General Mills boosts sales guidance after seeing favorable elasticities
Despite rising prices, the maker of Cheerios, Wheaties, and Cinnamon Toast Crunch is keeping most consumers happy.
In General Mills news, the Minnesota-based manufacturer of Cheerios, Chex, and Pillsbury increased guidance after the company exceeded volume expectations despite another round of price increases. Management now expects annual organic net sales growth of 6-7%, a 200 basis point increase from its earlier projection. “Elasticities have been more favorable to us than we had anticipated in the current environment,” CEO Jeff Harmening said on the recent investor call, “particularly as consumers have traded to away from home eating to more at-home eating consumption.”
General Mills reported organic net sales—the metric excludes acquisitions and divestitures—of 10% for the quarter. Overall, driven largely by a boost from selling some legacy boxed-food brands, operating profit increased nearly 30% to $1.1 billion.
Foodservice, which accounts for about 6% of total sales, had minimal impact on profitability. Most contracts are tied to indexes—meaning it’s a commodity business. The big driver for the business was North America Retail. The segment, which includes all products sold in the US to consumers, accounts for about 60% of the company’s sales each year. Led by Snacks, which saw a 14% sales increase, the segment reached sales of $3 billion. Overall, North American Retail grew by 10%.
General Mills is facing somewhat of a perfect storm right now. The company can pass off almost all inflation costs onto consumers through price increases—while cutting back on trade spending. And management is doing just that.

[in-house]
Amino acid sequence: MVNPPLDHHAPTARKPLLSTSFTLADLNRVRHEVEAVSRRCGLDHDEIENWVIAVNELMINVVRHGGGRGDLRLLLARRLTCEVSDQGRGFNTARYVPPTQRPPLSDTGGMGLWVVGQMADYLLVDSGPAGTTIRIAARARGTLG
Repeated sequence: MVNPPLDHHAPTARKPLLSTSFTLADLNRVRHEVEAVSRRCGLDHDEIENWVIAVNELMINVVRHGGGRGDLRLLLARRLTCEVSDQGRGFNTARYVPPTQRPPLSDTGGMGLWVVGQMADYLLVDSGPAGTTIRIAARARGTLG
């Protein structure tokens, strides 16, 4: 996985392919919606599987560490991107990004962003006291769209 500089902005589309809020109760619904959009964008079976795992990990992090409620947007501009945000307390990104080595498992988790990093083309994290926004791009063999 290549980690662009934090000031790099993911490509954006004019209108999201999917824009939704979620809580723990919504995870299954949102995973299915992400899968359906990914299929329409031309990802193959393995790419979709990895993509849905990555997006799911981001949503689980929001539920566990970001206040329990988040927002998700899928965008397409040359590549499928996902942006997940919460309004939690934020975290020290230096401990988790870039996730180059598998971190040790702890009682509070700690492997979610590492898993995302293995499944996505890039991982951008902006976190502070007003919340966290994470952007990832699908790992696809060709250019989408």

At a recent Barclays Event, Harmening revealed that overall, General Mills prices are up 19%, while promotional spending is down nearly 20%. Most promotional spending is included in the SG&A expense category. It’s hard to calculate an actual number without detailed pricing data, but consumers are getting hit with a double whammy—higher list prices, along with no promotions to offset the pain.
Promotional spending refers to coupons, marketing displays, and other temporary price reductions that you may see in stores. This is also referred to as trade spend.
Consumers have reacted to a dual price increase—but not as negative as you might imagine. Here’s Jon Nudi, Group President of North American Retail, addressing the topic:
As we look at the unit declines, the vast majority of that is due to promotional pulling back and not so much frequency, but really adjusting our price points. So in most categories, it's up to about 75% of the unit decline is due to promotional pullback.